In a report to be issued today, the ABA task force said that Bush has lodged more challenges to provisions of laws than all previous presidents combined.

—Michael Abramowitz, "Bush's Tactic of Refusing Laws Is Probed," Washington Post, 2006-07-24

RESOLVED, That the American Bar Association opposes, as contrary to the rule of law and our constitutional system of separation of powers, the issuance of presidential signing statements that claim the authority or state the intention to disregard or decline to enforce all or part of a law the President has signed, or to interpret such a law in a manner inconsistent with the clear intent of Congress;

—American Bar Association, Task Force on Presidential Signing Statements and the Separation of Powers Doctrine, Recommendation

Presidential Rubdown

Buried in an LA Times piece:

Entering the meeting room, as relayed by a Russian television camera, Bush headed directly behind the chancellor, reached out and, placing both hands on the collar of her gold jacket, gave her a short massage just below the neck.

She smiled.

—James Gerstenzang, "Russia's Time to Shine on World Stage," LA Times, 2006-07-17

The handful of video stills from bild.de suggests that she smiled only after the fact. It might've been more diplomatically than amusedly.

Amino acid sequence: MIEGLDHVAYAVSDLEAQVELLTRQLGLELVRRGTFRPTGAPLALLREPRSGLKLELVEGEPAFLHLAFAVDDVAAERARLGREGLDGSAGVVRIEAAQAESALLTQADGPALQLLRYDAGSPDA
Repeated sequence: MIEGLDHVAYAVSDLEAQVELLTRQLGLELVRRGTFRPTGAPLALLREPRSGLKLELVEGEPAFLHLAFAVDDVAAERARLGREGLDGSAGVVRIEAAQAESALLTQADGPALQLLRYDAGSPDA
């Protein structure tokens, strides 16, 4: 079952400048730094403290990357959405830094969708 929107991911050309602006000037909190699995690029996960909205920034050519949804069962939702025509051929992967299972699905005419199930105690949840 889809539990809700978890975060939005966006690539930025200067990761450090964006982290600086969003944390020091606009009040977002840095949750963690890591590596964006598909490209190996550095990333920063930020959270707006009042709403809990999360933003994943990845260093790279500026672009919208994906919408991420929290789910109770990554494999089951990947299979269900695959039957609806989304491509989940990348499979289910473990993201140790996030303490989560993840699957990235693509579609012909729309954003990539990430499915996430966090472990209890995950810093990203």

Video is at crooksandliars.com and bild.t-online.de.

Additional coverage at rawstory.com.

Meds Nation

Between a quarter and half of the youngsters at any given summer camp take daily prescription medications, experts say. Allergy and asthma drugs top the list, but behavior management and psychiatric medications are now so common that nurses who dispense them no longer try to avoid stigma by pretending they are vitamins.

—Jane Gross, "Checklist for Camp: Bug Spray. Sunscreen. Pills.," New York Times, 2006-06-16

When I was camp age, it was a rare kid who needed any kind of medication. I think that's still largely the case.

Textbook Development In the News

This great article (which I'd read long ago) is circulating the blogs today: Tamim Ansary, "The Muddle Machine: Confessions of a Textbook Editor," Edutopia, 2004-11-04

The dusting-off is perhaps due to the odd plagiarism reported in yesterday's NYT and elsewhere recently: Diana Jean Schemo, "Schoolbooks Are Given F's in Originality," New York Times, 2006-04-13

The first article is consistent with the stories I heard when I dated a textbook writer, and then two editors. (I thought textbook people were a tiny bit crazy, but then I dated a mathematician, and then an aerialist from a Paris circus school -- experiences that impressed me with how level-headed the textbook people were. I'm presently dating a scientist, and reserving comparative assessments.)